Written by Chhavi Sharma
Ish… Ish… Ishaka echoed the Mission Suedoise hall full of more than 80 adolescent girls in Bujumbura, all between the ages of 14 and 22. Eager to learn about how to use their solar-powered and wind-up Lifeline radios and how to get the most out of the financial literacy, sexual and reproductive health, and life skills programmes created for them by Radio Publique Africaine, the girls listened enthusiastically and participated actively as I conducted the training.
Despite the interpretation time lag – from French to Kirundi and Swahili – the girls were bursting with questions about the radios and the Guardian Agreements. They were impatient to know why only one person had been selected as the safe-keeper of the radio, and if it was a fair process in the Solidarity Groups, as the group’s savings are kept in a locked box that has three padlocks, held by three different girls. The girls, part of a CARE International’s village savings and loans project in Burundi, were some of the most outspoken, articulate and interactive beneficiaries that I have come across in my training sessions and were a real pleasure to work with.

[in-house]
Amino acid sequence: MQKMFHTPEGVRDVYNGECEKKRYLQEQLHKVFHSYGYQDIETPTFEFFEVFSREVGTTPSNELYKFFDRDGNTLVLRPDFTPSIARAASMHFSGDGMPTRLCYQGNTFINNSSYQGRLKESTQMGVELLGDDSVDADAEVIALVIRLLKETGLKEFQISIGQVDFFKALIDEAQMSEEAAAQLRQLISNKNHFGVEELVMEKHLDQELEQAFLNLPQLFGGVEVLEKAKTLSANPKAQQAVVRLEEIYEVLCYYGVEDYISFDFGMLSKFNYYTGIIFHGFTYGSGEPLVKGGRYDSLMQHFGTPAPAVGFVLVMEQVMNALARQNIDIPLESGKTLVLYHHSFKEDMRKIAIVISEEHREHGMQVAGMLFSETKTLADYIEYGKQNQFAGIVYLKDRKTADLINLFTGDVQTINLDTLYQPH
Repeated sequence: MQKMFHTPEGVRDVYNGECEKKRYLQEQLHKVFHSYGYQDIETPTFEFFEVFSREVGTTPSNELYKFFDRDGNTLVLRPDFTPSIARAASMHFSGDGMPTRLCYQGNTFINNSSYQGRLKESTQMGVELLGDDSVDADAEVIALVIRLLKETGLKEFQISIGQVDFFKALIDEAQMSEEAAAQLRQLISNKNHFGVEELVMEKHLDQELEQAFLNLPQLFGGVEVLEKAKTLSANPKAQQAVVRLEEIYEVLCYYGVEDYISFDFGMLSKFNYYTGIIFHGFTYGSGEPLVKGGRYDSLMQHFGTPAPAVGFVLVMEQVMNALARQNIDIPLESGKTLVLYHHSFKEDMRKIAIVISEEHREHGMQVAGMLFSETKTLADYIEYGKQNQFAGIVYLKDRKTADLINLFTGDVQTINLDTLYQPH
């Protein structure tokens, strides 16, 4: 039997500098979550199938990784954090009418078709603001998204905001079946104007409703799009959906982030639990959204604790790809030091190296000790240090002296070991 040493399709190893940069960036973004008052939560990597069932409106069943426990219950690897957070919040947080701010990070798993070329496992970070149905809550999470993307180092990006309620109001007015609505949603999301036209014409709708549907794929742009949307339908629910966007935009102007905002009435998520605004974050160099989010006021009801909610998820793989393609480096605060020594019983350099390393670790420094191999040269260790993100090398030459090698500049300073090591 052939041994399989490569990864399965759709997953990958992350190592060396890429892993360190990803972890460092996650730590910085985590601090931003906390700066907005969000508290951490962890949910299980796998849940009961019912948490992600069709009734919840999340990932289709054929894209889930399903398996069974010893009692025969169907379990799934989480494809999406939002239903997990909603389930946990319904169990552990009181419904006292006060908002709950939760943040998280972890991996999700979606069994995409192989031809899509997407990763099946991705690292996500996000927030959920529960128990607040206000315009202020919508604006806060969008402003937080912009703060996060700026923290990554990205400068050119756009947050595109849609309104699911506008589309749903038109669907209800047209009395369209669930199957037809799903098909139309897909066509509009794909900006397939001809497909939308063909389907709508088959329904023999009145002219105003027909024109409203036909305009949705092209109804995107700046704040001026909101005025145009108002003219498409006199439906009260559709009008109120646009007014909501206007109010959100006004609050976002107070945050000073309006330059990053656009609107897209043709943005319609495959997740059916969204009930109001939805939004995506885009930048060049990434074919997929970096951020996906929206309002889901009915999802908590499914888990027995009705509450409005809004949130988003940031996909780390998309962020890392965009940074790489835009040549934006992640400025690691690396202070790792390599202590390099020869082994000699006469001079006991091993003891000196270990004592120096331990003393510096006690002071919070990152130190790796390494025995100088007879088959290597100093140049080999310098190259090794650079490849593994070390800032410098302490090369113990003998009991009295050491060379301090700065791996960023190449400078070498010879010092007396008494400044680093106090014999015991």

The Iskaha project aims to educate girls to access safe savings and financial resources, as well as improve life skills and social support systems, to enable them to steer the transitions from adolescence to adulthood.